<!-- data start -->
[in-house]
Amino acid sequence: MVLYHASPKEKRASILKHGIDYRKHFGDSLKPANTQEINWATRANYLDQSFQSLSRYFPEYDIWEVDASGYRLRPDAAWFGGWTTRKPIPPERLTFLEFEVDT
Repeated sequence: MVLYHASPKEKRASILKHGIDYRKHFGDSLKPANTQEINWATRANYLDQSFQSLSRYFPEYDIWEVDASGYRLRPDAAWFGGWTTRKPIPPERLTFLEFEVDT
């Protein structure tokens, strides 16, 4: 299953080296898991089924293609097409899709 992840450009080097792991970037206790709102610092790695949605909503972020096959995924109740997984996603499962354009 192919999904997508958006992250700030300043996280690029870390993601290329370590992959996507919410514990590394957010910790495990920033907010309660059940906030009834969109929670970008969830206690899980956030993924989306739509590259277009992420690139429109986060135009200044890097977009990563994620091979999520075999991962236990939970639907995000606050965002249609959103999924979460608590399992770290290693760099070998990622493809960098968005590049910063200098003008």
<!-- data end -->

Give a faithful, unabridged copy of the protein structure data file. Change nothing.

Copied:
[in-house]
Amino acid sequence: MVLYHASPKEKRASILKHGIDYRKHFGDSLKPANTQEINWATRANYLDQSFQSLSRYFPEYDIWEVDASGYRLRPDAAWFGGWTTRKPIPPERLTFLEFEVDT
Repeated sequence: MVLYHASPKEKRASILKHGIDYRKHFGDSLKPANTQEINWATRANYLDQSFQSLSRYFPEYDIWEVDASGYRLRPDAAWFGGWTTRKPIPPERLTFLEFEVDT
């Protein structure tokens, strides 16, 4: 299953080296898991089924293609097409899709 992840450009080097792991970037206790709102610092790695949605909503972020096959995924109740997984996603499962354009 192919999904997508958006992250700030300043996280690029870390993601290329370590992959996507919410514990590394957010910790495990920033907010309660059940906030009834969109929670970008969830206690899980956030993924989306739509590259277009992420690139429109986060135009200044890097977009990563994620091979999520075999991962236990939970639907995000606050965002249609959103999924979460608590399992770290290693760099070998990622493809960098968005590049910063200098003008």